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Two Ways Do-It-Yourself Bankruptcy Can Be Problematic

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Bankruptcy court allows petitioners to represent themselves, meaning you can generally handle all aspects of your case from start to finish yourself without having to hire an attorney. Just because you can do this, though, doesn't mean it's a good idea. Here are two ways handling your own bankruptcy case can hurt instead of help your situation.

You May End Up Losing Assets

Filing for bankruptcy only appears simple on the surface. You file the appropriate paperwork with the court, show up for your court appointments, and get your discharge a few months later. However, it's only that simple for people who have very few or no assets they must protect. If you own homes, cars, retirement accounts, expensive jewelry, or similar assets, you must take additional steps to avoid having them confiscated by the trustee and sold to pay your creditors.

For example, if someone representing themselves took the wrong exemption amount on their home by mistake, it could appear as though they have more available equity in the house than they really do. As a consequence, the trustee might plan on selling the home and using the equity to pay creditors, leaving the person homeless.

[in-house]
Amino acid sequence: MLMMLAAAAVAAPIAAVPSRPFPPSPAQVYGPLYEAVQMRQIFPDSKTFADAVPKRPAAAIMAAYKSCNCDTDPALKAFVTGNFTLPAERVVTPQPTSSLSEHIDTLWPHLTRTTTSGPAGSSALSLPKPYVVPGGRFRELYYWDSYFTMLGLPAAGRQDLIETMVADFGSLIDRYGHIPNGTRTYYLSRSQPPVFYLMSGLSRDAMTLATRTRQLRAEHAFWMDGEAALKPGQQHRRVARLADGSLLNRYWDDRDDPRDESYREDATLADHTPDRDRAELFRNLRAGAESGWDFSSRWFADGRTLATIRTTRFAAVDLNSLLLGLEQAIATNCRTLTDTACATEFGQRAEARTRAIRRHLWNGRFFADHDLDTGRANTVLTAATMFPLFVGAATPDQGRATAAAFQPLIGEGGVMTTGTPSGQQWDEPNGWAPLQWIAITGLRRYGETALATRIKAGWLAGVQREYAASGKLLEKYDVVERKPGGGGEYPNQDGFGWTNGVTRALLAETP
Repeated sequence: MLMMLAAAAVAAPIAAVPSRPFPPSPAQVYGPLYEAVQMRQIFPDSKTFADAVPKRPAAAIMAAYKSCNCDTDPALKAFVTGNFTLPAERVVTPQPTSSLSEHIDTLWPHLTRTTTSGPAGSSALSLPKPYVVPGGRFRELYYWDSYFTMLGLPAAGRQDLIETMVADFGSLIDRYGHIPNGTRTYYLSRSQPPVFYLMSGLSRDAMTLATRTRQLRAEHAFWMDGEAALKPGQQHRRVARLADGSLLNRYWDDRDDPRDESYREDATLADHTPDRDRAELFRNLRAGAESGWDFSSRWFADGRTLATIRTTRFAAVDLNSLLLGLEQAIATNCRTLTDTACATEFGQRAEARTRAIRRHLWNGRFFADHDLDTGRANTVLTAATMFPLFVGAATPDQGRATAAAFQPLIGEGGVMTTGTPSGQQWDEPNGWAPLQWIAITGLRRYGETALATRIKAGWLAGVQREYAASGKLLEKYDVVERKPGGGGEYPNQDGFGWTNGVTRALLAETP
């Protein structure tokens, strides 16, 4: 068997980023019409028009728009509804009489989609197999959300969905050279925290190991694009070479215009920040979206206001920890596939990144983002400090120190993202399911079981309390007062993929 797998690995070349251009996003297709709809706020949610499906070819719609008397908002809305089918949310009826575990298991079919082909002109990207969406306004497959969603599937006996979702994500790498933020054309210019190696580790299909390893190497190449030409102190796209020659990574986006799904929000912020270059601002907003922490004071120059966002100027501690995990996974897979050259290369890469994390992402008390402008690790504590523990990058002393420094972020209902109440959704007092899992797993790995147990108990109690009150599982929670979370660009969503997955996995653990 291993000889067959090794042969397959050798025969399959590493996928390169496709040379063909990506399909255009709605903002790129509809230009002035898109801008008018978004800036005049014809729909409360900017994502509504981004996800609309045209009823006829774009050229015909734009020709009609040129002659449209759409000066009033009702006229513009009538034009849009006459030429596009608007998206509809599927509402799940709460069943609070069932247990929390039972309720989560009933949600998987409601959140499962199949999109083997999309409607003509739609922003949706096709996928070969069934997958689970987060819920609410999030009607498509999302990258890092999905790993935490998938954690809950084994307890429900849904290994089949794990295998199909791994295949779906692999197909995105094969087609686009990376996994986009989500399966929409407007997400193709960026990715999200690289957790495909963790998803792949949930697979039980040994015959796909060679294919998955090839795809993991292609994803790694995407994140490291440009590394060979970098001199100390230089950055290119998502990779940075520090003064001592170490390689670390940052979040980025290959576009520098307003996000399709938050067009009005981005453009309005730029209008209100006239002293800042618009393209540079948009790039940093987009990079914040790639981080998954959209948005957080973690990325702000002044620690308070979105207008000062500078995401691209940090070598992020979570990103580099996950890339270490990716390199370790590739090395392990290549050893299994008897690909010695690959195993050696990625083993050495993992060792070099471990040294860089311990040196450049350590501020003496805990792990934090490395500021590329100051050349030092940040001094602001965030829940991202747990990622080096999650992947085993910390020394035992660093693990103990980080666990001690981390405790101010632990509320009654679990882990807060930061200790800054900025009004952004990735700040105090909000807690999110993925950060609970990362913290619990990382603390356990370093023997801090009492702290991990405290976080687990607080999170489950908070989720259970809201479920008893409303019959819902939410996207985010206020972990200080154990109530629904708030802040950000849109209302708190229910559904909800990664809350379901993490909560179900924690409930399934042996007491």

As a layperson, it's high unlikely you know all the rules and laws you can invoke to protect your assets, so you need to spend time researching the issues that will affect your filing to avoid accidentally shooting yourself in the foot.

Creditors Will Take Advantage of Your Ignorance

Your creditors' goal is to increase their odds of getting payment for the debts you want discharged, and they will use every tool available to them to do it. This means they may end up filing motions or adversary actions in your case. If you're not knowledgeable about the bankruptcy process or applicable laws, you could easily end up falling for their tricks and paying on debt that would normally be eliminated. Alternatively, you may lose assets simply because you don't understand the importance of the actions the creditor took and failed to respond appropriately.

Again, research will be the key to avoiding being taken advantage of. If you don't want to invest the time and energy to learning what you need to know to be effective in your do-it-yourself bankruptcy, the alternative is to hire—at minimum—a paralegal to help. While a paralegal can't represent you in court, he or she can provide you with the information you need to get through the bankruptcy process in one piece.

To learn more about what a paralegal can do for you or to get advice on your bankruptcy case, contact a local paralegal professional at a company like Shemesh Legal Services.